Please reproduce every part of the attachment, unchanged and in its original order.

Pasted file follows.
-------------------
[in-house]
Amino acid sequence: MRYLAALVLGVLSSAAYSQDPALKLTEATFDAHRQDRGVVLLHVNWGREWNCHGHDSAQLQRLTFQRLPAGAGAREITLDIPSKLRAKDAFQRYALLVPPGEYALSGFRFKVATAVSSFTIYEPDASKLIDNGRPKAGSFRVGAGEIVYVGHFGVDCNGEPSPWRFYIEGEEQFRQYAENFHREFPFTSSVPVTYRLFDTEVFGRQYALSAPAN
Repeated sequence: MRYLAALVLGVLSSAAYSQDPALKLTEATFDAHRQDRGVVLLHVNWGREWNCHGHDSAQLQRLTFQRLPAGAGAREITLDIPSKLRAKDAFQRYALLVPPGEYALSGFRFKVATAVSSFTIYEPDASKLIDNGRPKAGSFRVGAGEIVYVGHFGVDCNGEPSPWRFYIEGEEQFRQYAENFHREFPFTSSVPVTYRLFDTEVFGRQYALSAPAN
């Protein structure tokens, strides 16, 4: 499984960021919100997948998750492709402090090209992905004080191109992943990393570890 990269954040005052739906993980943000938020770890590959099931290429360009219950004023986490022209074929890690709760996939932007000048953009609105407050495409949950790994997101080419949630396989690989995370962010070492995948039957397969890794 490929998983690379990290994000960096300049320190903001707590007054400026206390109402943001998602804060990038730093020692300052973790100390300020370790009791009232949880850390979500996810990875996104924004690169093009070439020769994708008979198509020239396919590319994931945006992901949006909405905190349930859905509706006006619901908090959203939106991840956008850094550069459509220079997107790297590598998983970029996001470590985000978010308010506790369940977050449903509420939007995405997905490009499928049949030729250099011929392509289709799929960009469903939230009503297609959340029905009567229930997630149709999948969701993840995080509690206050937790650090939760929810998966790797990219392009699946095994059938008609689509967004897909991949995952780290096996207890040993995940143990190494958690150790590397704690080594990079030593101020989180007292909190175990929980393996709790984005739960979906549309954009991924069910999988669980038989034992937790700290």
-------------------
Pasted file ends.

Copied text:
[in-house]
Amino acid sequence: MRYLAALVLGVLSSAAYSQDPALKLTEATFDAHRQDRGVVLLHVNWGREWNCHGHDSAQLQRLTFQRLPAGAGAREITLDIPSKLRAKDAFQRYALLVPPGEYALSGFRFKVATAVSSFTIYEPDASKLIDNGRPKAGSFRVGAGEIVYVGHFGVDCNGEPSPWRFYIEGEEQFRQYAENFHREFPFTSSVPVTYRLFDTEVFGRQYALSAPAN
Repeated sequence: MRYLAALVLGVLSSAAYSQDPALKLTEATFDAHRQDRGVVLLHVNWGREWNCHGHDSAQLQRLTFQRLPAGAGAREITLDIPSKLRAKDAFQRYALLVPPGEYALSGFRFKVATAVSSFTIYEPDASKLIDNGRPKAGSFRVGAGEIVYVGHFGVDCNGEPSPWRFYIEGEEQFRQYAENFHREFPFTSSVPVTYRLFDTEVFGRQYALSAPAN
């Protein structure tokens, strides 16, 4: 499984960021919100997948998750492709402090090209992905004080191109992943990393570890 990269954040005052739906993980943000938020770890590959099931290429360009219950004023986490022209074929890690709760996939932007000048953009609105407050495409949950790994997101080419949630396989690989995370962010070492995948039957397969890794 490929998983690379990290994000960096300049320190903001707590007054400026206390109402943001998602804060990038730093020692300052973790100390300020370790009791009232949880850390979500996810990875996104924004690169093009070439020769994708008979198509020239396919590319994931945006992901949006909405905190349930859905509706006006619901908090959203939106991840956008850094550069459509220079997107790297590598998983970029996001470590985000978010308010506790369940977050449903509420939007995405997905490009499928049949030729250099011929392509289709799929960009469903939230009503297609959340029905009567229930997630149709999948969701993840995080509690206050937790650090939760929810998966790797990219392009699946095994059938008609689509967004897909991949995952780290096996207890040993995940143990190494958690150790590397704690080594990079030593101020989180007292909190175990929980393996709790984005739960979906549309954009991924069910999988669980038989034992937790700290």